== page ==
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Report Release: State of the Market 2017: Corporate Renewable Procurement in China

Over the past decade, China has become the world’s leader in wind and solar capacity. Traditionally, China’s electricity structure has been closed off to most forms of corporate renewable procurement. But as a growing number of companies commit to reduce their carbon emissions and increase the amount of renewable energy they consume, reforms over the past two years have created new opportunities for companies in China to use cleaner power. These companies can help China increase its wind and solar capacity by 40 percent by 2020 over 2016 levels.

Given the new opportunities that are emerging as China reforms its power sector, many companies are not aware of their options. Rocky Mountain Institute’s new report, State of the Market 2017: Corporate Renewable Procurement in China, lays out China’s power sector landscape and the procurement options available to corporate buyers. The report is the result of 18 months of in-depth research, consultation, and interviews with more than 60 corporate buyers, over a dozen local developers, local grid companies, dispatch centers, intermediaries, and other NGOs working in the space by the Business Renewables Center China (BRC China). In July 2017, more than 50 participants came together for BRC China’s first intimate and interactive two-day workshop in Beijing where participants collectively identified the barriers to transacting and sketched out potential solutions. The report includes the research that informed that discussion, insights gained during the workshop, and subsequent follow-on investigation.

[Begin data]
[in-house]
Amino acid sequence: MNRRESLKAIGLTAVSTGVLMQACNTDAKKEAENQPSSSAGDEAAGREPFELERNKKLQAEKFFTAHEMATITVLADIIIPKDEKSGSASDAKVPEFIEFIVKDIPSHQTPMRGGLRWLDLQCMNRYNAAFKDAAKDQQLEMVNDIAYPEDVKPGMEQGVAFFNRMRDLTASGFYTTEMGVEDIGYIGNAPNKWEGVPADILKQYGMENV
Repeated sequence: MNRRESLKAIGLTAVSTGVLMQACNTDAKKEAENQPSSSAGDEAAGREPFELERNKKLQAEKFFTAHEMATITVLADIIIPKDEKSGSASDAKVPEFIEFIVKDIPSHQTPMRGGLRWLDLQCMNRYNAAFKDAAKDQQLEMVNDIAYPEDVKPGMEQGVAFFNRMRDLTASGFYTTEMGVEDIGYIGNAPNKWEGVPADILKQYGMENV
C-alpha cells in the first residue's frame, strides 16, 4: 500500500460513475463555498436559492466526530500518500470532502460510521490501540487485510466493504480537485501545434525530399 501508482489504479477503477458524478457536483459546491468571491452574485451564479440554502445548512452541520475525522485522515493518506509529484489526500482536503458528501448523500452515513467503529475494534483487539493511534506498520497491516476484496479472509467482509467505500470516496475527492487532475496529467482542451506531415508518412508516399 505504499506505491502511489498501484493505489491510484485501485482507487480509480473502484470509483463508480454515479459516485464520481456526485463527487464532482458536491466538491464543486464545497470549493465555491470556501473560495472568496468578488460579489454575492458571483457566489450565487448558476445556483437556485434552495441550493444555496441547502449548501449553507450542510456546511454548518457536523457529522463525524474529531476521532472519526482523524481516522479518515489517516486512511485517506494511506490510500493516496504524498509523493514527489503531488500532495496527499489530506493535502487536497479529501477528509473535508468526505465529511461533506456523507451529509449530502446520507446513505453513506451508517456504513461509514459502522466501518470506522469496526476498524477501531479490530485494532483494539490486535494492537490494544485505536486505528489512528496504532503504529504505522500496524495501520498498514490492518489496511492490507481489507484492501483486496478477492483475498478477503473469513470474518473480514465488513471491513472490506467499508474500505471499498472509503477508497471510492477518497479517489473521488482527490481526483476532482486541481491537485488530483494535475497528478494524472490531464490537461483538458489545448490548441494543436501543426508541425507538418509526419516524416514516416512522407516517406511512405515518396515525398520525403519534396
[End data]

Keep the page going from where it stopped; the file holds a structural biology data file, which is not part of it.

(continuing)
China Is Undergoing Its Most Important Electricity Reform in over a Generation